The Mozilla Project
What is Mozilla?
Mozilla is not a web browser!
Mozilla is a framework for building better web applications using web standards.
Mozilla is a non-profit, open-source project developing a complete set of web applications (browsers, email, news, chat, and more).
Mozilla believes that the Internet is a public resource that must be improved and protected.
Products of Mozilla
- Firefox - one of the most popular internet browsers today
- Thunderbird - safe, fast and easy email
- SeaMonkey - browse, e-mail, chat and edit all in one
- Bugzilla - bug tracking tool
- Camino - a web browser for Mac
- Lightning & Sunbird - Calendaring extension and application
Products can be downloaded from: http://www.mozilla.org
History of the Mozilla Project
In 1998, the Mozilla project was created, as an open community, with the release of the Netscape browser source code.
Within a year, new community members from around the world had added new functionality and enhanced existing features in Netscape's next browser, and the Mozilla project had grown larger than any one company. Instead of just working on Netscape's next browser, the members started creating a variety of browsers, development tools, and other projects.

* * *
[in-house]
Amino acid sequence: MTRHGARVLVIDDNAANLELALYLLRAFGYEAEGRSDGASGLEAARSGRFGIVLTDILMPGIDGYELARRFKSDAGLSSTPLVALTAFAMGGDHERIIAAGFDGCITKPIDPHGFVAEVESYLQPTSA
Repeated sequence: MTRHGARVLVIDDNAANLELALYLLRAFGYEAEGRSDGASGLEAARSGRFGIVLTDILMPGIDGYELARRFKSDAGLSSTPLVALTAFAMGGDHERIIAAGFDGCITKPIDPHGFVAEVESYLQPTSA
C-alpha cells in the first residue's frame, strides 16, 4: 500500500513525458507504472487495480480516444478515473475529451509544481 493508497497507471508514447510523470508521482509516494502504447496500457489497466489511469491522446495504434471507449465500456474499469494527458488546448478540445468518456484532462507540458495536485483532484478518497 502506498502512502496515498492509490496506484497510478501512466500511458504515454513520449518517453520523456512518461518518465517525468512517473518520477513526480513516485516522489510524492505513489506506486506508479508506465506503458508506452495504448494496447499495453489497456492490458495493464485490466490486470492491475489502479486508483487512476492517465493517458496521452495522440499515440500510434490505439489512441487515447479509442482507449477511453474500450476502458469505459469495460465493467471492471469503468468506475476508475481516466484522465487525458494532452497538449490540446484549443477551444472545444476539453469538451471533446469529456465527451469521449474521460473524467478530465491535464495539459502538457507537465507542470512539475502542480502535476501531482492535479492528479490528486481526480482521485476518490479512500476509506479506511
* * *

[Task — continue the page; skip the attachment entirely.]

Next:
In 2002, the first major version, Mozilla 1.0, was released. This suite featured many improvements to the browser, email client and other applications, but not many people were using it (over 90% of Internet users were using Internet Explorer). Also, the first version of Phoenix (later renamed to Firefox) was released by Mozilla the same year.
In 2003, the Mozilla project created the Mozilla Foundation, an independent non-profit organization. The Mozilla Foundation continued managing the daily operations of the Mozilla project.
In 2004, Firefox 1.0 was released, and became a big success. In less than a year, Firefox had been downloaded over 100 million times. The popularity of Firefox has helped bring choice back to users.
In 2008, Firefox reached 20% worldwide market share.
Mozilla celebrated its 10th anniversary in 2008. In ten years, the community has shown that commercial companies can benefit by collaborating in open source projects.
Thank You For Helping Us!
Your message has been sent to W3Schools.